MADRID — Prime Minister Justin Trudeau is expected to face tough questions at a major NATO summit this week as a new report released by the alliance ahead of the meeting shows Canada heading in the wrong direction when it comes to military spending.
Members of the 30-member military alliance agreed in 2014 to increase their defence spending to two per cent of their national gross domestic product, and the target is expected to be front and centre when the summit begins on Wednesday.
Trudeau met with NATO leaders Tuesday evening at a dinner hosted at the royal palace in Madrid by King Felipe VI, and will begin formal talks in the morning.
The new report released by NATO Secretary-General Jens Stoltenberg estimates Canadian defence spending will instead decline as a share of GDP to 1.27 per cent this year, down from 1.32 per cent last year and 1.42 per cent in 2020.
The report did not specify the reason for the expected decline, or whether it includes $8 billion in new military spending that was promised in April’s federal budget and whose purpose has not been clearly defined.
Asked about the report during a news conference at the end of this year’s G7 meeting in Germany, as he prepared to head to Madrid for the NATO leaders’ summit, Trudeau said the government has announced several “significant” new investments.
Those include $4.9 billion to upgrade Norad, the shared U.S.-Canadian system used to detect incoming airborne and maritime threats to North America, as well as plans to buy new fighter jets to replace Canada’s aging CF-18s.
The prime minister also said Canada has repeatedly proven its commitment to the NATO alliance by deploying troops and equipment on a variety of missions, including by leading a multinational NATO force in Latvia.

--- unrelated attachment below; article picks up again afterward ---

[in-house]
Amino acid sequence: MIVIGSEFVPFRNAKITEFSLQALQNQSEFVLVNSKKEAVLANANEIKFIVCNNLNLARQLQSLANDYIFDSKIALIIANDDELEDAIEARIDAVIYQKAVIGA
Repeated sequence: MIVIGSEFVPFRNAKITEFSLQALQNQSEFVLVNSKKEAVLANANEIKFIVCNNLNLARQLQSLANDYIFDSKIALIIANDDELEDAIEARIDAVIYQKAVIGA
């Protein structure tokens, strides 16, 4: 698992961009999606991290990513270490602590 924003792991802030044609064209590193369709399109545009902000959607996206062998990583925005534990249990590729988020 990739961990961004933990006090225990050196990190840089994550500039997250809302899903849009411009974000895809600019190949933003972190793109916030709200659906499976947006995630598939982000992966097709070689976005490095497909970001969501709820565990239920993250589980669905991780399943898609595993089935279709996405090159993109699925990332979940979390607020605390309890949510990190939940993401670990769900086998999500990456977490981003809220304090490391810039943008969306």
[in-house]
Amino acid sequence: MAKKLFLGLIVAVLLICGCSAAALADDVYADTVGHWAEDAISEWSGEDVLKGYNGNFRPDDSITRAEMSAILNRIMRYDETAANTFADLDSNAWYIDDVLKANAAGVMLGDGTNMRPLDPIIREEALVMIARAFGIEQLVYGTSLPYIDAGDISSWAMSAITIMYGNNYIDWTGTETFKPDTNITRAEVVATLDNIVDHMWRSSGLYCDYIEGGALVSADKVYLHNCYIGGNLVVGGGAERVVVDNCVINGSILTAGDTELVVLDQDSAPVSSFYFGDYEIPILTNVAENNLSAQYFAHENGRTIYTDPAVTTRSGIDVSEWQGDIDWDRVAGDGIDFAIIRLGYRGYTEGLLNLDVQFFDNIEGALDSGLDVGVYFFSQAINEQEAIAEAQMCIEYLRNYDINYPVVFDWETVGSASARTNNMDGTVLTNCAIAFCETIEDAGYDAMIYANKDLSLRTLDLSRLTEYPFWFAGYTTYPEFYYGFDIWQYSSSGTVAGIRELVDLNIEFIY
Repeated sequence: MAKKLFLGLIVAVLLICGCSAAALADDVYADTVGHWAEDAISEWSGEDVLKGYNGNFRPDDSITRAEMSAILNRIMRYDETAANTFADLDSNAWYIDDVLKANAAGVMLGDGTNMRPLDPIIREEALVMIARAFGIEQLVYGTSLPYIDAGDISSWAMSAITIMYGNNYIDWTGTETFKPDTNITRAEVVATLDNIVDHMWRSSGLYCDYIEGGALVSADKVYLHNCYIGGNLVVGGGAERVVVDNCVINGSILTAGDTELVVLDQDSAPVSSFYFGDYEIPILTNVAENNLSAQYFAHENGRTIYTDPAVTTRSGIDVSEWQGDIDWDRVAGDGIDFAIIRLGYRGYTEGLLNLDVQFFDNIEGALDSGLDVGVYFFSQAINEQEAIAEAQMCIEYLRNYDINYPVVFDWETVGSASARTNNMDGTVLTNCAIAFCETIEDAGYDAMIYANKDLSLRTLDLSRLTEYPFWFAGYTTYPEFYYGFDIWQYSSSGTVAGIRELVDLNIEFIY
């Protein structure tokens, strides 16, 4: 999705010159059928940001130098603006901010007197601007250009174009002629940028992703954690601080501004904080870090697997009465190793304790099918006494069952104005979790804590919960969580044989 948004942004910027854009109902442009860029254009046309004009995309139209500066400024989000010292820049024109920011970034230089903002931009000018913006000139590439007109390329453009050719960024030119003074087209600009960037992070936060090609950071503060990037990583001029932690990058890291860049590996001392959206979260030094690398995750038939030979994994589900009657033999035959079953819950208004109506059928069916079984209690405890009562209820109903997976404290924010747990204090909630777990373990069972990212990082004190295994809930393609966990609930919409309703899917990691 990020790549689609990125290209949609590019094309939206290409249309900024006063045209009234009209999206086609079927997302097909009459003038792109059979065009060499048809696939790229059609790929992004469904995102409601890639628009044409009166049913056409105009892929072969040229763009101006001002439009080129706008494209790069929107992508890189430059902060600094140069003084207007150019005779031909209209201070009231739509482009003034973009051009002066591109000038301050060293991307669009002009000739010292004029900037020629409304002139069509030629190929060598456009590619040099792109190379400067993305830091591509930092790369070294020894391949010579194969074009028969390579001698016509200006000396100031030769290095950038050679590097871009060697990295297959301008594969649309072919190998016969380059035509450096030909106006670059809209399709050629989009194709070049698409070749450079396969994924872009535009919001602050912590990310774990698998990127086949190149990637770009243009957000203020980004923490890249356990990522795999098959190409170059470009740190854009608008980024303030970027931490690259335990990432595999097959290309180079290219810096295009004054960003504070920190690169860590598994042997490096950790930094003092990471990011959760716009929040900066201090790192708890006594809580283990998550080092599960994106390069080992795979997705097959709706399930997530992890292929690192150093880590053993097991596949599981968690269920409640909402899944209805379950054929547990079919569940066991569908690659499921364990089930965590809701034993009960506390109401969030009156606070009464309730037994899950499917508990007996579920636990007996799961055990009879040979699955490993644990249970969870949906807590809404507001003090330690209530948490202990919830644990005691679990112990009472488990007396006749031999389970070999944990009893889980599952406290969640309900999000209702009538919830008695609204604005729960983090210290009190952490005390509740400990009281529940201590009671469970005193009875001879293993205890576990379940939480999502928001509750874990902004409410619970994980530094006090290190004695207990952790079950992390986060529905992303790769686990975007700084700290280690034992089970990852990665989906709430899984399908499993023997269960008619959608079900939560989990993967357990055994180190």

“Canada is always part of NATO missions and continues to step up significantly,” Trudeau said.
“We know how important it is to step up and we will continue to do so to make sure that the world knows that it can count on Canada to be part of advancing the cause of democracy, the rule of law and opportunities for everyone,” he added.
Successive Canadian governments have shown little appetite for meeting the two per cent spending target, which the parliamentary budget officer has estimated would require an extra $75 billion over the next five years.
They have instead emphasized Canada’s numerous other commitments to the alliance, including the provision of 700 Canadian troops to Latvia along with several naval warships to assist with NATO patrols in the North Atlantic and Mediterranean.
That is despite Canada having agreed to the target, as well as repeated exhortations from Stoltenberg and criticism from American officials in Washington calling on Ottawa to invest more in its military and collective defence.
The continuing decline in Canadian defence spending as a share of GDP will almost certainly lead to even more pointed questions for Trudeau in Madrid than was already expected, said defence analyst David Perry of the Canadian Global Affairs Institute.
This is particularly true given confusion surrounding the government’s announcement last week that it plans to invest in Norad modernization, with uncertainty around where the money is actually coming from, when it will be spent and on what.